Why climb a mountain? Short answer (from George Mallory): “Because it is there.” Longer response (from Reinhold Messner): “Most people are not interested in personal experience. The concept that one can willingly tax one’s physical and mental resources out of a pure joy of living: that one can become obsessed with a hunger to experience the world and the mind too – such an idea does not occur to them. No. Practical work, that’s different. They can recognize that, where there’s an instant utility or profit. But pure thought, pure exercise, a pure thirst for knowledge without a useful end product – that has no interest for them . . . How many of us suffer in one form or another from the fact that our energies and skills are not being properly utilized. More than ¾ of all people in the Industrial West, say the statisticians. I don’t know. I only know that under-realization of the bodily and emotional resources promotes a cancer of the soul, an unlived life. There are many ways one can safeguard against this. Climbing Big Walls, for example, is one . . .” I’m in full agreement with Messner. I climb purely for the transcendent experience – the celebration of being alive and maximizing full potential. The mountains listed are not all “Big Walls.” Some are walk-ups, others are not that tall, but all are regarded as sacred summits — never ‘conquered,’ but climbed with reverence and respect. What I’m after is not how high, but how deep a mountain takes me. In short, mountains are the cathedrals where I practice my religion. -M.M.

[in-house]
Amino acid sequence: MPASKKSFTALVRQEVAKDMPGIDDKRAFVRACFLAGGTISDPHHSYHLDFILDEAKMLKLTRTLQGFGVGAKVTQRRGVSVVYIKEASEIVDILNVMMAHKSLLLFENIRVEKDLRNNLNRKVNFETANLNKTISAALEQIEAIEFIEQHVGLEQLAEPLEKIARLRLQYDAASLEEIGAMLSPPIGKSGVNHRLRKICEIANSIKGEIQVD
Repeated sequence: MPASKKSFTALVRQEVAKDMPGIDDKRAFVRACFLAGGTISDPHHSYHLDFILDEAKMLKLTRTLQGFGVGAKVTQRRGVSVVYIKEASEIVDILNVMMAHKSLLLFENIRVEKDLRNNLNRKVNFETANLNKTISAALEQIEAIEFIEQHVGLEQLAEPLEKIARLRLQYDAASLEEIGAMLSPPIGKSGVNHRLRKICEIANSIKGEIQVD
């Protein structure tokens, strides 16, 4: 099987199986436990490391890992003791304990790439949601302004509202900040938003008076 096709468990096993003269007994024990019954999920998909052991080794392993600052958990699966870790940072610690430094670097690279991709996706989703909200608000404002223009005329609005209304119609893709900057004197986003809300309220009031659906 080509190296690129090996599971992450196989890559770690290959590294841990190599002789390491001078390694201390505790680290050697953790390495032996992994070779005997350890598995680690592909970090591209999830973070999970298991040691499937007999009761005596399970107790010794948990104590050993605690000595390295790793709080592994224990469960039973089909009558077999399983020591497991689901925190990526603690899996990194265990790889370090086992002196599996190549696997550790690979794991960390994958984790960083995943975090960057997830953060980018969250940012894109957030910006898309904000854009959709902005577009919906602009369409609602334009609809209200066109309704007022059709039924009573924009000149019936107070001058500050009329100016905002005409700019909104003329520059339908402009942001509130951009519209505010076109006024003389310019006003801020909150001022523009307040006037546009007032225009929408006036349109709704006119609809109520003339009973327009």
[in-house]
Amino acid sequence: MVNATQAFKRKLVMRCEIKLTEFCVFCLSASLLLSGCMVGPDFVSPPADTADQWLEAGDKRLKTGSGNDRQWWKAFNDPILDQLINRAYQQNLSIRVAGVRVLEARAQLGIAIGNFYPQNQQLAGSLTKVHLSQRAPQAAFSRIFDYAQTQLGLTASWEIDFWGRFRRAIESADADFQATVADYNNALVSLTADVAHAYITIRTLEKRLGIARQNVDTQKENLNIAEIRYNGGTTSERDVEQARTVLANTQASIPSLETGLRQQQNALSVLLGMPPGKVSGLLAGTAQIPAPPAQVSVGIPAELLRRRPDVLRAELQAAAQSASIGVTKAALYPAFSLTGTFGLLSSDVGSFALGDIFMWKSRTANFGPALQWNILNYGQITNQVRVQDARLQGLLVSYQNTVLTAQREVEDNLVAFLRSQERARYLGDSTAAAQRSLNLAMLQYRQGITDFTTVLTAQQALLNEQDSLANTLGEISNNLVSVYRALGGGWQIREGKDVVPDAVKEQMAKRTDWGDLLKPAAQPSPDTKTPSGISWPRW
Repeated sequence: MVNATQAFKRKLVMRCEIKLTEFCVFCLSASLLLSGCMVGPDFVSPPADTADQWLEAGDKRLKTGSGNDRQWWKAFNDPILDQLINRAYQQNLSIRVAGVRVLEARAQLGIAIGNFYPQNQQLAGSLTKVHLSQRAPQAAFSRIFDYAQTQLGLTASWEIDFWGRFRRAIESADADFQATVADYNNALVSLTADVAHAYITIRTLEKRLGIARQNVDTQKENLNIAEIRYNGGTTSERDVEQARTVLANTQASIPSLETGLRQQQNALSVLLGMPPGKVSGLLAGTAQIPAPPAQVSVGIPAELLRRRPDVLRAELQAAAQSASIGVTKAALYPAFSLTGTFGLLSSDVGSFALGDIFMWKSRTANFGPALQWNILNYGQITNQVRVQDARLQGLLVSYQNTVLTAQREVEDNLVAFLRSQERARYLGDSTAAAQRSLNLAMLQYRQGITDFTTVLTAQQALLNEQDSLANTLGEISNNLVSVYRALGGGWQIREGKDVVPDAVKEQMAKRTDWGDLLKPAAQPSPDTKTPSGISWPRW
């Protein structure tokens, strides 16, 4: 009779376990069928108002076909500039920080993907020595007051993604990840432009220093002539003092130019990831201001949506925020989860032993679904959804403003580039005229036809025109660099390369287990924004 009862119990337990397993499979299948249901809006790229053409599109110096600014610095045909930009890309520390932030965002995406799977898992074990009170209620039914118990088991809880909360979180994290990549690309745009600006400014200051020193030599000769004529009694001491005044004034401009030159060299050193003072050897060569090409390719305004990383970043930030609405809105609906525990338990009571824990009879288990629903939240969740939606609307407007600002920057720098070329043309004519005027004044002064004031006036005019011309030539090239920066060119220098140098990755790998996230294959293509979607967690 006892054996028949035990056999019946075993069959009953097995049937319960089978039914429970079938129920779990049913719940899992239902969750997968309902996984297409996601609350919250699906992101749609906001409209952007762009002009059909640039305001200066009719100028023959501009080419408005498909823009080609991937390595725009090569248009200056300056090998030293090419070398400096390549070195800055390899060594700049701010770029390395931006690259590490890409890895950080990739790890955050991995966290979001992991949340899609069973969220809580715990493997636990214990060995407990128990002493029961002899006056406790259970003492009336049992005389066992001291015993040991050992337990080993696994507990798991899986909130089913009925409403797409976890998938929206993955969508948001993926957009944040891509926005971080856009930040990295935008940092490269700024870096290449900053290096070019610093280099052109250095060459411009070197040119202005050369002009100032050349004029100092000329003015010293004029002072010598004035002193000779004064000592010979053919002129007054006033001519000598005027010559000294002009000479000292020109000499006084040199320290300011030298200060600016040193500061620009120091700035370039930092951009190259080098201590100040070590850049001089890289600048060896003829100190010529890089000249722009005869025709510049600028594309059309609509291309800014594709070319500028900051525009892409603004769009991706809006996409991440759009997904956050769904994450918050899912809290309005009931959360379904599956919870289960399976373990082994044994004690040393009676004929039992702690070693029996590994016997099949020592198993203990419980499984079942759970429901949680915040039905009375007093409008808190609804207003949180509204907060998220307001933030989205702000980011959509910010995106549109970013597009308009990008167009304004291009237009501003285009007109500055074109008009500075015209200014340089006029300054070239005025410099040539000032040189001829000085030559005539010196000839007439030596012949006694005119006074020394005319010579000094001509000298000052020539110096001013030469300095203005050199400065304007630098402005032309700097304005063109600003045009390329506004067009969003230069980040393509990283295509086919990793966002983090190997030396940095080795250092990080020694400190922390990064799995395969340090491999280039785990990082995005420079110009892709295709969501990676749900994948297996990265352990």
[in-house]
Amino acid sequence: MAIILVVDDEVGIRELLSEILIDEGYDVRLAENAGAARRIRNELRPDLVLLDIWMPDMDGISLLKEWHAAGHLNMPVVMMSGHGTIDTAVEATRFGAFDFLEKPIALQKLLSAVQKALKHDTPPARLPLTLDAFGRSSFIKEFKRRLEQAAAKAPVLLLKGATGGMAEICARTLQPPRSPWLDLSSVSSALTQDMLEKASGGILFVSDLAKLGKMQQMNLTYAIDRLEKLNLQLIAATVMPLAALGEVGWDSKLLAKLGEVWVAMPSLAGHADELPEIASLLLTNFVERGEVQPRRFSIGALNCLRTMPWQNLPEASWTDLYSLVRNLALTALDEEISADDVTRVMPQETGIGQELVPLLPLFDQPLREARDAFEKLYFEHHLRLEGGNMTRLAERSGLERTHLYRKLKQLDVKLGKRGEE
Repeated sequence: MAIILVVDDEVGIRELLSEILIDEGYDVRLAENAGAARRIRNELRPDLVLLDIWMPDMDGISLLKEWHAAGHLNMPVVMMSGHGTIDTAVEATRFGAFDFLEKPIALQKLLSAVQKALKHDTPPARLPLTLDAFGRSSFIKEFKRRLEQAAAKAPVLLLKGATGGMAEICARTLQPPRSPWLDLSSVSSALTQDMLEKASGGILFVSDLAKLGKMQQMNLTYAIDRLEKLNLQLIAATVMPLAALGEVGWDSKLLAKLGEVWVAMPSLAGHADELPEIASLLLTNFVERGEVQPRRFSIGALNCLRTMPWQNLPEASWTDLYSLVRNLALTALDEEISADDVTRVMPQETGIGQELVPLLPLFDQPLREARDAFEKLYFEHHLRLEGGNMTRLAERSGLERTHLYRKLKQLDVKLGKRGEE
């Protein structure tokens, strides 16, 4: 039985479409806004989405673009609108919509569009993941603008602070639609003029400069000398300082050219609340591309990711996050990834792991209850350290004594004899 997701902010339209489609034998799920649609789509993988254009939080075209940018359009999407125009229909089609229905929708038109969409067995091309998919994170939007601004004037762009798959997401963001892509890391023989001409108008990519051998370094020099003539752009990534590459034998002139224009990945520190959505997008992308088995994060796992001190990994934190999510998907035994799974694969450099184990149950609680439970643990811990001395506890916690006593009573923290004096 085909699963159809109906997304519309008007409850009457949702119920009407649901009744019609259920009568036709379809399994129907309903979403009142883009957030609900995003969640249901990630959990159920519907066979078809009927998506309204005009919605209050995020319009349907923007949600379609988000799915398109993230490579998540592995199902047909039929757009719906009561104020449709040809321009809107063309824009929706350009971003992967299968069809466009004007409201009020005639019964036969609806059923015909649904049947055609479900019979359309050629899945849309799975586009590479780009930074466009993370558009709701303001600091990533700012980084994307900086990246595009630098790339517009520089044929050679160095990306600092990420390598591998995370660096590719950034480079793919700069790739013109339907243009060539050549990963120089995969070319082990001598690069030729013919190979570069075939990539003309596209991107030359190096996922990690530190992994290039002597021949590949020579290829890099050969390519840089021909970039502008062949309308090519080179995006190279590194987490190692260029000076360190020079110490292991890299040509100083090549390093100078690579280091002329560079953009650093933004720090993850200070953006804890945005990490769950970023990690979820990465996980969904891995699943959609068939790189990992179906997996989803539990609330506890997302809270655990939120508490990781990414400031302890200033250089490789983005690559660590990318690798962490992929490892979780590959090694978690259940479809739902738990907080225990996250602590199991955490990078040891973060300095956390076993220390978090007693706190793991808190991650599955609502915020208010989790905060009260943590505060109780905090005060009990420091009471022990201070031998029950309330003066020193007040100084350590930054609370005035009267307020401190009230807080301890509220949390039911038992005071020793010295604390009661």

*This section is dedicated to the memory of my friend and mentor, Galen Rowell: a world-class mountaineer and one of the best nature photographers to ever pick up a camera. IN THE THRONE ROOM OF THE MOUNTAIN GODS is one of Galen’s many books, which I highly recommend. Galen and his wife Barbara died, tragically, in a plane crash in 2002 near their home in Bishop, California.